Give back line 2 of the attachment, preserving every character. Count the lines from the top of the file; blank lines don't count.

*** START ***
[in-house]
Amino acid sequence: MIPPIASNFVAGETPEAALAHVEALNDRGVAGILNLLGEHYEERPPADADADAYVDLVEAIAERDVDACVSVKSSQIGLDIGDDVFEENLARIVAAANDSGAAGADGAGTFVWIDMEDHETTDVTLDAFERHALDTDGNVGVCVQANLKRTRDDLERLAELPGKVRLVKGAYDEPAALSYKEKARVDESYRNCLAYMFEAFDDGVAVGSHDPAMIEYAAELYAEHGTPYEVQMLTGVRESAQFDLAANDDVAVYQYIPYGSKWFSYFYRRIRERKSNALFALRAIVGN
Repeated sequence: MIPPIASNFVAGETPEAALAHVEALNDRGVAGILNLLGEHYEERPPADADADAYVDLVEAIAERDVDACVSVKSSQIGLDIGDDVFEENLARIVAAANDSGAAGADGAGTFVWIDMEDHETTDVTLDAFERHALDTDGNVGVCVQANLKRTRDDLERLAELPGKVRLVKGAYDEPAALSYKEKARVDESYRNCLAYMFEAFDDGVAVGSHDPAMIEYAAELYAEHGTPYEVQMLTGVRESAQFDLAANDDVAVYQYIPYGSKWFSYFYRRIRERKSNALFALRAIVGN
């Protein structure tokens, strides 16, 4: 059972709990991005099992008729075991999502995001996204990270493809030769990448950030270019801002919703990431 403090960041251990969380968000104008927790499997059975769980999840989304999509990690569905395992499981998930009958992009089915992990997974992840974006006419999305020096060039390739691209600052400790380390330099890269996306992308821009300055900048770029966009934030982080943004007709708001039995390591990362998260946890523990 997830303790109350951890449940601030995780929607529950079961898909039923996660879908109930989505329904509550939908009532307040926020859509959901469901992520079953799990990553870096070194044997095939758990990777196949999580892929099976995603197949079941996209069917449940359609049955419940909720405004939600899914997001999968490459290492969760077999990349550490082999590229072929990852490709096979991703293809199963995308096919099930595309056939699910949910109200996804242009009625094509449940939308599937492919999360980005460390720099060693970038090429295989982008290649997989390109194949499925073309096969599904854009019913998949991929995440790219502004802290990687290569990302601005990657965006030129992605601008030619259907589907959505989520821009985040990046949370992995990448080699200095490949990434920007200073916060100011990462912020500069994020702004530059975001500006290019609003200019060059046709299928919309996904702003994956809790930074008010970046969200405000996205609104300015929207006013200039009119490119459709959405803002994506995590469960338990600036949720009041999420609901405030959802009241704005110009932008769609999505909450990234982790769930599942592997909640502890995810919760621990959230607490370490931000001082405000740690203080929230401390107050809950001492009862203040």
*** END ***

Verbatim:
Amino acid sequence: MIPPIASNFVAGETPEAALAHVEALNDRGVAGILNLLGEHYEERPPADADADAYVDLVEAIAERDVDACVSVKSSQIGLDIGDDVFEENLARIVAAANDSGAAGADGAGTFVWIDMEDHETTDVTLDAFERHALDTDGNVGVCVQANLKRTRDDLERLAELPGKVRLVKGAYDEPAALSYKEKARVDESYRNCLAYMFEAFDDGVAVGSHDPAMIEYAAELYAEHGTPYEVQMLTGVRESAQFDLAANDDVAVYQYIPYGSKWFSYFYRRIRERKSNALFALRAIVGN